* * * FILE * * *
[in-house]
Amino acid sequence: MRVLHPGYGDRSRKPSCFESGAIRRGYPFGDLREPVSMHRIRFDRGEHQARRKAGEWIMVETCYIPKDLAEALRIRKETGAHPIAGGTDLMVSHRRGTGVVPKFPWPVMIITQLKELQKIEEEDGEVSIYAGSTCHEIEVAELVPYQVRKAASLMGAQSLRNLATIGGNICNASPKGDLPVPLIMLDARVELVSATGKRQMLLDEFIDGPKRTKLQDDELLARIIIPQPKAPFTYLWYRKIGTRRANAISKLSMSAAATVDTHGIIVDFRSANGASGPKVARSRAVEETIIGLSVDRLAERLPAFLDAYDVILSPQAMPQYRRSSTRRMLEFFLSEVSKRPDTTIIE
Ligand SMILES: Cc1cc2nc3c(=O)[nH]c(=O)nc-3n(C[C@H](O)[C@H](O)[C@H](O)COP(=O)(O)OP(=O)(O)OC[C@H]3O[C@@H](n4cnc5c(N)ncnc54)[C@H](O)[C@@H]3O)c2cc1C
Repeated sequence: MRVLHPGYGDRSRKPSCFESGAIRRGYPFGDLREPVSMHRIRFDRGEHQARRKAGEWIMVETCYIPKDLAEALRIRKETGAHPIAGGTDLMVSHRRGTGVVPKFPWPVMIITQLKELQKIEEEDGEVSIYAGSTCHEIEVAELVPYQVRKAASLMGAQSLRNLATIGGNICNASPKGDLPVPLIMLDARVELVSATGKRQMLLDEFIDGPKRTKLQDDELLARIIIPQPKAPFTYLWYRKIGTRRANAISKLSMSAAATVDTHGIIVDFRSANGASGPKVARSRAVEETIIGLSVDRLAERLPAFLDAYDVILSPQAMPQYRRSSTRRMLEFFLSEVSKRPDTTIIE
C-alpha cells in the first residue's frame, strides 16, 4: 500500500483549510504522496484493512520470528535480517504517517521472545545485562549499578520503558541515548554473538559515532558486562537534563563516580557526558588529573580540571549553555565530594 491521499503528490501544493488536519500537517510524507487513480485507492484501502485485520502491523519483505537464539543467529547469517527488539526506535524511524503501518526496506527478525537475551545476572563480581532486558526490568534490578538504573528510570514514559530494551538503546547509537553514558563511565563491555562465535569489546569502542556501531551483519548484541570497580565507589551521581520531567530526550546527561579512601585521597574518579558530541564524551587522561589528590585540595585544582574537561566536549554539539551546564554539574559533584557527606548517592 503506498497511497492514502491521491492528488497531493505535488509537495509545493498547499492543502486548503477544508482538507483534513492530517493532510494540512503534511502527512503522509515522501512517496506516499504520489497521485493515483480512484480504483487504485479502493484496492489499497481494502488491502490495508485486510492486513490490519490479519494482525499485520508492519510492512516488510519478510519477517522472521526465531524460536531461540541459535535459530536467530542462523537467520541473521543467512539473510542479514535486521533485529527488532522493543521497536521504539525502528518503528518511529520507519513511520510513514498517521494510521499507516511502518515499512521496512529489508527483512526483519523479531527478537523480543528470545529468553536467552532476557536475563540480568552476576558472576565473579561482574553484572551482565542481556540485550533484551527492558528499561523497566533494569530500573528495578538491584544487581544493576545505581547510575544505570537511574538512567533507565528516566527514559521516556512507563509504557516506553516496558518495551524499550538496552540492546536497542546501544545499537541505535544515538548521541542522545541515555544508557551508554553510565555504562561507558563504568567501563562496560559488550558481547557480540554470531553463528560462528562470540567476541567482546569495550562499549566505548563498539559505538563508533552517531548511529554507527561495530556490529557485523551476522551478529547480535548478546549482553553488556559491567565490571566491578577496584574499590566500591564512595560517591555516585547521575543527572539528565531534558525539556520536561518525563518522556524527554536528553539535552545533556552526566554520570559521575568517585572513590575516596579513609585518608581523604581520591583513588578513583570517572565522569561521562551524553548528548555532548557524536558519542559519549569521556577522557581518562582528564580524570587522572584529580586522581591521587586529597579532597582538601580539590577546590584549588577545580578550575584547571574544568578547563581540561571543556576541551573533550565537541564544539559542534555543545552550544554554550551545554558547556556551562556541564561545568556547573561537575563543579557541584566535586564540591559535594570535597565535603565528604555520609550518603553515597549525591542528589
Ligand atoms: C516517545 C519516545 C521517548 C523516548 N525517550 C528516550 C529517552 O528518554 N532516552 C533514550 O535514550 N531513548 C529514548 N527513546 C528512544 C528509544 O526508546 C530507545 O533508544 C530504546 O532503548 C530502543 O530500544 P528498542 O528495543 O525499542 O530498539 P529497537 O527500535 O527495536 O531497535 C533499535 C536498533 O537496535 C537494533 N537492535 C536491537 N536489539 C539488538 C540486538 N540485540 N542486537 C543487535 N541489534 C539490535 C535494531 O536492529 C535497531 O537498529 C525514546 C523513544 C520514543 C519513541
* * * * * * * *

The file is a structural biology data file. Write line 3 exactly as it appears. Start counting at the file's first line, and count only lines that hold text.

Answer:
Ligand SMILES: Cc1cc2nc3c(=O)[nH]c(=O)nc-3n(C[C@H](O)[C@H](O)[C@H](O)COP(=O)(O)OP(=O)(O)OC[C@H]3O[C@@H](n4cnc5c(N)ncnc54)[C@H](O)[C@@H]3O)c2cc1C